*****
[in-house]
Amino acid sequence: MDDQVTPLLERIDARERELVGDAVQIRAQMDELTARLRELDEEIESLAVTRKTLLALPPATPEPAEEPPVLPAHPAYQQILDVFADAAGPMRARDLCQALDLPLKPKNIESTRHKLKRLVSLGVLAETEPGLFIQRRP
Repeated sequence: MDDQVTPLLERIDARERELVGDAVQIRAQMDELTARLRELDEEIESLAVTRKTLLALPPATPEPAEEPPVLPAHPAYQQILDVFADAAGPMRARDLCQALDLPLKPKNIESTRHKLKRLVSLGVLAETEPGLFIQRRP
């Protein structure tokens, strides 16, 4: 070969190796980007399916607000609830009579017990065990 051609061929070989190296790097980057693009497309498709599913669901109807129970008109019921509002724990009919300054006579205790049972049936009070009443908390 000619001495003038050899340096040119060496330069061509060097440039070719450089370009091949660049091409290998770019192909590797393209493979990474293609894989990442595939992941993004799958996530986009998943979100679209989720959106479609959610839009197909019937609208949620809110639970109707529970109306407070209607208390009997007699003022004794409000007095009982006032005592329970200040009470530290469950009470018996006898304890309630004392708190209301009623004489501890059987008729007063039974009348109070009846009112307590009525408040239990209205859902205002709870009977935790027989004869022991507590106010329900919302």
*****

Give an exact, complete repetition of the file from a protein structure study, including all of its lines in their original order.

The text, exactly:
[in-house]
Amino acid sequence: MDDQVTPLLERIDARERELVGDAVQIRAQMDELTARLRELDEEIESLAVTRKTLLALPPATPEPAEEPPVLPAHPAYQQILDVFADAAGPMRARDLCQALDLPLKPKNIESTRHKLKRLVSLGVLAETEPGLFIQRRP
Repeated sequence: MDDQVTPLLERIDARERELVGDAVQIRAQMDELTARLRELDEEIESLAVTRKTLLALPPATPEPAEEPPVLPAHPAYQQILDVFADAAGPMRARDLCQALDLPLKPKNIESTRHKLKRLVSLGVLAETEPGLFIQRRP
């Protein structure tokens, strides 16, 4: 070969190796980007399916607000609830009579017990065990 051609061929070989190296790097980057693009497309498709599913669901109807129970008109019921509002724990009919300054006579205790049972049936009070009443908390 000619001495003038050899340096040119060496330069061509060097440039070719450089370009091949660049091409290998770019192909590797393209493979990474293609894989990442595939992941993004799958996530986009998943979100679209989720959106479609959610839009197909019937609208949620809110639970109707529970109306407070209607208390009997007699003022004794409000007095009982006032005592329970200040009470530290469950009470018996006898304890309630004392708190209301009623004489501890059987008729007063039974009348109070009846009112307590009525408040239990209205859902205002709870009977935790027989004869022991507590106010329900919302």